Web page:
Eight for four, and nowwhere to go

Published : Aug 23, 2014 00:00 IST

The manner in which India extended its first innings trauma into the second belied even the worst-case scenario plots, writes K. C. Vijaya Kumar.

Manchester has a sizeable share of population from the Indian subcontinent, especially from the two Punjabs split by the Wagah Border. Of course, those from Lahore outnumber the ones from Jalandhar. There is even a road called Curry Mile that — you guessed it right — has restaurants primarily dealing with India and Pakistan cuisine. There are also FM radio stations dedicated to Bollywood.

If these are things that would make the Indian team feel at home, unfortunately at the city’s historic cricketing venue, Old Trafford, M. S. Dhoni and his men felt completely lost. The insecurity multiplied on a fair pitch with its share of good bounce. Once the Indian captain elected to bat on winning the toss under overcast skies, his top-order undid his decision with a terrible collapse (eight for four) in the first 30 minutes of play. And there was only one way the fourth Test (August 7-9) was headed — towards England’s grasp.

Yet, the manner in which India extended its first innings trauma into the second belied even the worst-case scenario plots. If India mustered 152 in the first dig, it wound up at 161 in the second knock. And during these two hits, only a combined total of 89.4 overs was consumed!

The biggest flaw that can derail any team in Tests, the inability to bat long and occupy time, undid India, and the visitor crashed to an innings and 54-run defeat within three days, which meant the host was sitting pretty with a 2-1 lead with one match — at The Oval — still remaining in the series.

If momentum is a fickle mistress in sport, the current series proved it emphatically. England, condemned for a batting-friendly pitch in Nottingham that led to a draw, and pilloried further following a loss at Lord’s, had nowhere to hide. So too was the plight of its captain Alastair Cook. However, the tide turned once Cook was dropped on 15, by Ravindra Jadeja, at Southampton’s Ageas Bowl. On such slender threads are built a game’s oscillating fortunes. Eventually, England won the third Test and marched into Manchester on level terms.

India helped Cook’s cause by failing to turn up, especially its batsmen. A peeved Dhoni said later, “In the first two Tests, the lower-order camouflaged the runs that the top-order batsmen did not make. The batsmen should take up responsibility.”

The dirge began when James Anderson — revelling in his home town and assured that the ICC had closed the Code of Conduct violation case against him for allegedly pushing Jadeja during the first Test at Trent Bridge — and Stuart Broad (six for 25) scythed through the Indian line-up. Be it comeback man Gautam Gambhir or a surprisingly struggling Virat Kohli and Cheteshwar Pujara, the corridor outside the off-stump proved too tempting, while Murali Vijay got an incredible delivery from Anderson. As he walked away in disbelief, Vijay asked Pujara: “Should I have played at it?” And Pujara said: “Yes.” Such was the accuracy and menace of the ball that hurtled towards the opener.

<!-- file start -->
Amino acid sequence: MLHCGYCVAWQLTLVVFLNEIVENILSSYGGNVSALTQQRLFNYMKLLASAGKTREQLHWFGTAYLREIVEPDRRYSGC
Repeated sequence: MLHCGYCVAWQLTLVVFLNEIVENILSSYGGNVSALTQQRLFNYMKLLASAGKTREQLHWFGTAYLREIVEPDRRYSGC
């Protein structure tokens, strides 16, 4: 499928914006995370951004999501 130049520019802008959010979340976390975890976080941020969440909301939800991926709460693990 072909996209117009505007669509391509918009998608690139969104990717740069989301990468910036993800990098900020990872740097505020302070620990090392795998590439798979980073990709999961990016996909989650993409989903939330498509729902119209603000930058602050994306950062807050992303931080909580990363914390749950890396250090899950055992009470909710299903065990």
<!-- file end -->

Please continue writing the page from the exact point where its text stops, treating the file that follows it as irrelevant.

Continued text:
It was left to Dhoni 71 (133 balls, 15x4) and the support crew of Ajinkya Rahane and R. Ashwin to soften India’s fall. The trio ensured that India went past the 150-mark.

Dhoni’s knock was built upon patience and his earthy wisdom of countering swing, which meant that he went walk-about at the crease to negate whatever Anderson and Broad bowled to him.

When England commenced its first innings, it had to contend with Varun Aaron’s pace and Bhuvneshwar Kumar’s swing. Pankaj Singh too persevered and finally got his maiden wicket off the 416th delivery he bowled since his debut at Southampton. However, India’s seam combine was hamstrung by two factors — a poor total and their own inability to sustain the pressure. Still there were moments of delight for the ‘desi’ fan when Aaron got Cook, caught on the pull and Bhuvneshwar scalped Sam Robson. The killer punch was when Aaron softened Moeen Ali with bouncers and then castled him with one that stayed full and seamed in.

England, however, prospered as Joe Root (77) and Jos Buttler (70) joined forces for the seventh wicket and added 134 runs. Though Aaron broke Broad’s nasal bridge with a mean bouncer, after being hooked for two consecutive sixes, the host comfortably secured a 215-run lead thanks to its first innings score of 367.

On the third day afternoon, all India had to do was to play out the remaining 61 overs and then hope that Hurricane Bertha, zipping across the Atlantic Ocean, would play a wet hand in the course of the match.

Sadly, sense was discarded and on a pitch that Dhoni termed as ‘good’, his batsmen imploded.

Anderson, not keeping well and struggling initially for rhythm, and an absent Broad should have given Indians some hope, but they were just self-destructive.

To add insult to injury, spinner Ali grabbed four wickets and with just Ashwin (46 n.o.) and to a certain extent Dhoni resisting, India was bundled out in 43 overs.

The following day, it rained non-stop! Maybe Dhoni’s men watched it from their hotel windows and rued their ineptitude.

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